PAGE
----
MASTERCLASS

# Paths and Trajectories

### Lessons

#### Transcript

A commonly used alternative velocity profile looks like this. We accelerate. We move at constant velocity for as long as we need to and then we slow down as quickly as we can. An advantage of a trajectory like this is that we get to our destination much more quickly. The area under the two curves is the distance travelled, and that's the same in the two cases. It’s just that the red curve is much more compact. It only takes 35 time units instead of 50 time units.

This kind of motion is referred to as a trapezoidal profile. It's named after the shape of the velocity profile. It’s a trapezoid. It comprises an acceleration phase, a coasting phase - where we move at a constant velocity - and then a deceleration phase. During acceleration and deceleration, the velocity is a linear function of time. Which means, that position is a parabolic function of time. During the coasting phase, the velocity is constant. That means that the position profile is a straight line. So, this kind of motion profile, the trapezoidal profile, is also sometimes referred to as a linear segment with parabolic blend. In that robotics toolbox, it’s the function LSPB which is a contraction of a linear segment with parabolic blend.

A disadvantage of the trapezoidal profile is that acceleration is not continuous and you can see it when we change from acceleration phase to coasting phase and coasting to deceleration phase, there is a step discontinuity in acceleration. This is potentially problematic for some robots but in general, we rely on the fact that the bandwidth of the motion control systems is relatively low and it smooths out this discontinuity in acceleration.

Let's look at this type of trajectory using the MATLAB tools, I am going to create a trapezoidal trajectory using the MATLAB function LSPB which is an acronym for Linear Segment with Parabolic Blend. It's going to start with the value of zero. It's going to finish at one. We're going to do it in 50 times steps. And, here we see the trajectory. We can clearly see that the velocity profile is trapezoidal. We can see the acceleration phase, the constant velocity phase and the deceleration phase. And, these different phases are color coded in the plot of S versus time step. I can change the trajectory. So, instead of going from zero to one, it goes from zero to minus one. And, the trajectory now looks like this. So, then, I can ask for the values of S, from zero to one in 50 times steps. And it creates a vector in the workspace code S which has 50 rows. Each row corresponds to a time step. And just like the tpoly function, I can also ask for the velocity and the acceleration which in turn, we put into the workspace SD and STD and here they are also in the workspace as 50 element vectors, one row per time step.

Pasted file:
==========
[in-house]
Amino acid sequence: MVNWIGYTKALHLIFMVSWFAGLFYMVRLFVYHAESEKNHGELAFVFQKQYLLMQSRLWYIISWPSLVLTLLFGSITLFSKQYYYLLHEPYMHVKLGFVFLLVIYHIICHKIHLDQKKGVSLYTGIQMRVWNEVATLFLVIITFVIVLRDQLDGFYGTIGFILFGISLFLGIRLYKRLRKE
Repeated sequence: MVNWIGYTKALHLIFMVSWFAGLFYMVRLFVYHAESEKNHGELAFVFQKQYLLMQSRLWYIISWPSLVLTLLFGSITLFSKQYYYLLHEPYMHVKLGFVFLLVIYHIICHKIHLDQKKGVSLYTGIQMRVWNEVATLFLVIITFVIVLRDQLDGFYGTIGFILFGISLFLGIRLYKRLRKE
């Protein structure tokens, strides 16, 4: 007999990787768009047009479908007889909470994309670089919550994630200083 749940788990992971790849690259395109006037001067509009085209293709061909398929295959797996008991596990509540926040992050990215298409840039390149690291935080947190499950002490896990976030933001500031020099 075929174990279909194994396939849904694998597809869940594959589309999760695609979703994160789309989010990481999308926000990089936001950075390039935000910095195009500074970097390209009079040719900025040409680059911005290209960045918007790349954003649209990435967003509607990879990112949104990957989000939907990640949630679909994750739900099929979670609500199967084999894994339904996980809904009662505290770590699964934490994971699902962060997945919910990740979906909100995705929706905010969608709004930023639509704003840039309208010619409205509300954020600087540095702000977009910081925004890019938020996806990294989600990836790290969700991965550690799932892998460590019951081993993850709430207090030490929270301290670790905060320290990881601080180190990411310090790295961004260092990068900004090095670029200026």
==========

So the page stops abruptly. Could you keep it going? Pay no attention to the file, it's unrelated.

I'm going to return to my first example. A trajectory from zero to one. We can see that the velocity of the linear segment is a little bit above 0.03. What we are going to do now is to override the automatic choice of the velocity of the linear segment. And, I'm going to suggest that it use a value of 0.025 instead. And, here we can see the trajectory is being computed. You see that the linear segment now is much longer and the parabolic blends are much shorter. I am going to suggest that it uses a slightly larger value of velocity for the linear segment. And, now we can see linear segment's quite short and the parabolic blends are longer. The range of feasible values for the velocity of the linear segment are actually quite limited. And, if I suggest a value of 0.02, it is returning an error indicating that the velocity that I specified is too small. It's not possible to compute a trapezoidal profile with that value of velocity for the linear segment.

A more efficient trajectory has a trapezoidal velocity profile. ### Professor Peter Corke

Professor of Robotic Vision at QUT and Director of the Australian Centre for Robotic Vision (ACRV). Peter is also a Fellow of the IEEE, a senior Fellow of the Higher Education Academy, and on the editorial board of several robotics research journals.

### Skill level

This content assumes high school level mathematics and requires an understanding of undergraduate-level mathematics; for example, linear algebra - matrices, vectors, complex numbers, vector calculus and MATLAB programming.

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## Discussion

1. Prashant says:

The non-zero initial velocity causes
the polynomial to overshoot the terminal value – it peaks at 5 on a trajectory from 0 to 1.
sir can you explain this line.

1. Peter Corke says:

2. Anas says:

Hi Prof. Corke,

I find this text is a bit unclear”we rely on the fact that the bandwidth of the motion control systems is relatively low and it smooths out this discontinuity in acceleration.” could you kindly clarify it.

with thanks

1. Peter Corke says:

It is a bit of a hand waving comment. A discontinuous input, a signal that is stepped not smooth, can be considered in the frequency domain as having frequency components out to infinity. Motion control systems have a finite bandwidth, so the the resulting motion will be a smooth low-pass filtered version of the input. Does that help?

3. AstroPrite says:

Thank you for the good lecture!

Is it possible not having the coasting phase, it would make the robot quicker?

1. Peter Corke says:

It would be quicker, but ultimately any joint has a maximum velocity, so if the motion is over a long distance/angle, at some point you will have to move at that maximum which is coasting.